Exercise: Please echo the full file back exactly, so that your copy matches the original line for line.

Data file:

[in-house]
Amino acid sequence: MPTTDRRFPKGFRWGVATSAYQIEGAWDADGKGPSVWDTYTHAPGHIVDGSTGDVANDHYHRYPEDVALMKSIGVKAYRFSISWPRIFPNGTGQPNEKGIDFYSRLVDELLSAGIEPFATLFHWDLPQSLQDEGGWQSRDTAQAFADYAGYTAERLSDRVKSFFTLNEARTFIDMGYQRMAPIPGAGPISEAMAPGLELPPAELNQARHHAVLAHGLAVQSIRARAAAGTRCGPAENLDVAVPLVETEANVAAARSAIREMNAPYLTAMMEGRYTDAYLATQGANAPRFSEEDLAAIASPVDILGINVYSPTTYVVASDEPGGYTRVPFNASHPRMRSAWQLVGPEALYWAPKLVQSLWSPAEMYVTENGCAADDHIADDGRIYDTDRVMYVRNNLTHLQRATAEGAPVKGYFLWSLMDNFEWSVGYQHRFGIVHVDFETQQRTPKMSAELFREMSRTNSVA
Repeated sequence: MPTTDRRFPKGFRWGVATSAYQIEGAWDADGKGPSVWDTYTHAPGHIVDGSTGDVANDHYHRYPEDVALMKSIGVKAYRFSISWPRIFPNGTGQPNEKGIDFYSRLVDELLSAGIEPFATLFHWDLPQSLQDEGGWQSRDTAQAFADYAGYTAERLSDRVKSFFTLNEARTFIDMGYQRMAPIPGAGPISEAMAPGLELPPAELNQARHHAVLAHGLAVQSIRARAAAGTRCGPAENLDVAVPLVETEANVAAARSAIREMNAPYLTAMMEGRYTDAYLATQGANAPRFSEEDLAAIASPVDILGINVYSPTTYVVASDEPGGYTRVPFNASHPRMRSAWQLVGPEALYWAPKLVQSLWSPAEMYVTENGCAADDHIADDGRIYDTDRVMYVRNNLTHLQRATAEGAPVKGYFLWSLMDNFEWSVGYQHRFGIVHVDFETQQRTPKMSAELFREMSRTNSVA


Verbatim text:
[in-house]
Amino acid sequence: MPTTDRRFPKGFRWGVATSAYQIEGAWDADGKGPSVWDTYTHAPGHIVDGSTGDVANDHYHRYPEDVALMKSIGVKAYRFSISWPRIFPNGTGQPNEKGIDFYSRLVDELLSAGIEPFATLFHWDLPQSLQDEGGWQSRDTAQAFADYAGYTAERLSDRVKSFFTLNEARTFIDMGYQRMAPIPGAGPISEAMAPGLELPPAELNQARHHAVLAHGLAVQSIRARAAAGTRCGPAENLDVAVPLVETEANVAAARSAIREMNAPYLTAMMEGRYTDAYLATQGANAPRFSEEDLAAIASPVDILGINVYSPTTYVVASDEPGGYTRVPFNASHPRMRSAWQLVGPEALYWAPKLVQSLWSPAEMYVTENGCAADDHIADDGRIYDTDRVMYVRNNLTHLQRATAEGAPVKGYFLWSLMDNFEWSVGYQHRFGIVHVDFETQQRTPKMSAELFREMSRTNSVA
Repeated sequence: MPTTDRRFPKGFRWGVATSAYQIEGAWDADGKGPSVWDTYTHAPGHIVDGSTGDVANDHYHRYPEDVALMKSIGVKAYRFSISWPRIFPNGTGQPNEKGIDFYSRLVDELLSAGIEPFATLFHWDLPQSLQDEGGWQSRDTAQAFADYAGYTAERLSDRVKSFFTLNEARTFIDMGYQRMAPIPGAGPISEAMAPGLELPPAELNQARHHAVLAHGLAVQSIRARAAAGTRCGPAENLDVAVPLVETEANVAAARSAIREMNAPYLTAMMEGRYTDAYLATQGANAPRFSEEDLAAIASPVDILGINVYSPTTYVVASDEPGGYTRVPFNASHPRMRSAWQLVGPEALYWAPKLVQSLWSPAEMYVTENGCAADDHIADDGRIYDTDRVMYVRNNLTHLQRATAEGAPVKGYFLWSLMDNFEWSVGYQHRFGIVHVDFETQQRTPKMSAELFREMSRTNSVA